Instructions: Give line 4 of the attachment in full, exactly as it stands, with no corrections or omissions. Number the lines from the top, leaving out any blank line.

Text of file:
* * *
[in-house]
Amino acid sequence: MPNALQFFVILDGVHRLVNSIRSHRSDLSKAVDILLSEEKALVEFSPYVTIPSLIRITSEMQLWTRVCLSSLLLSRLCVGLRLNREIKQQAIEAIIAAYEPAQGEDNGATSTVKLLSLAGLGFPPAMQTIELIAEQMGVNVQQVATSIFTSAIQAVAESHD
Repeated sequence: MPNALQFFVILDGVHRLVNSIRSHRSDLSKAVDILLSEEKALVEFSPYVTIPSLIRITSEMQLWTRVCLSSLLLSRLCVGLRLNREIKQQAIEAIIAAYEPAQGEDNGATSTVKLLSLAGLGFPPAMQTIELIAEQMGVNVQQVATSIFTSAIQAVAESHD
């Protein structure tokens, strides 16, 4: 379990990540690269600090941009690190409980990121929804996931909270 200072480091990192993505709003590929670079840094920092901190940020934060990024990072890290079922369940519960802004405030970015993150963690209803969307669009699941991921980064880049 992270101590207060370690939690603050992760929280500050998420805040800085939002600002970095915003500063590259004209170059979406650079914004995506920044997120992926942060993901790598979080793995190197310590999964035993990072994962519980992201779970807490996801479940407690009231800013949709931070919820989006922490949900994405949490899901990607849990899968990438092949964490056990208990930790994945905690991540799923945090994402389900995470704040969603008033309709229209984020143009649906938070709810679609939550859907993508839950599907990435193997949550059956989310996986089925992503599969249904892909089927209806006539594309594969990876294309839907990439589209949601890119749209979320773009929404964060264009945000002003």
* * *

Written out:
């Protein structure tokens, strides 16, 4: 379990990540690269600090941009690190409980990121929804996931909270 200072480091990192993505709003590929670079840094920092901190940020934060990024990072890290079922369940519960802004405030970015993150963690209803969307669009699941991921980064880049 992270101590207060370690939690603050992760929280500050998420805040800085939002600002970095915003500063590259004209170059979406650079914004995506920044997120992926942060993901790598979080793995190197310590999964035993990072994962519980992201779970807490996801479940407690009231800013949709931070919820989006922490949900994405949490899901990607849990899968990438092949964490056990208990930790994945905690991540799923945090994402389900995470704040969603008033309709229209984020143009649906938070709810679609939550859907993508839950599907990435193997949550059956989310996986089925992503599969249904892909089927209806006539594309594969990876294309839907990439589209949601890119749209979320773009929404964060264009945000002003």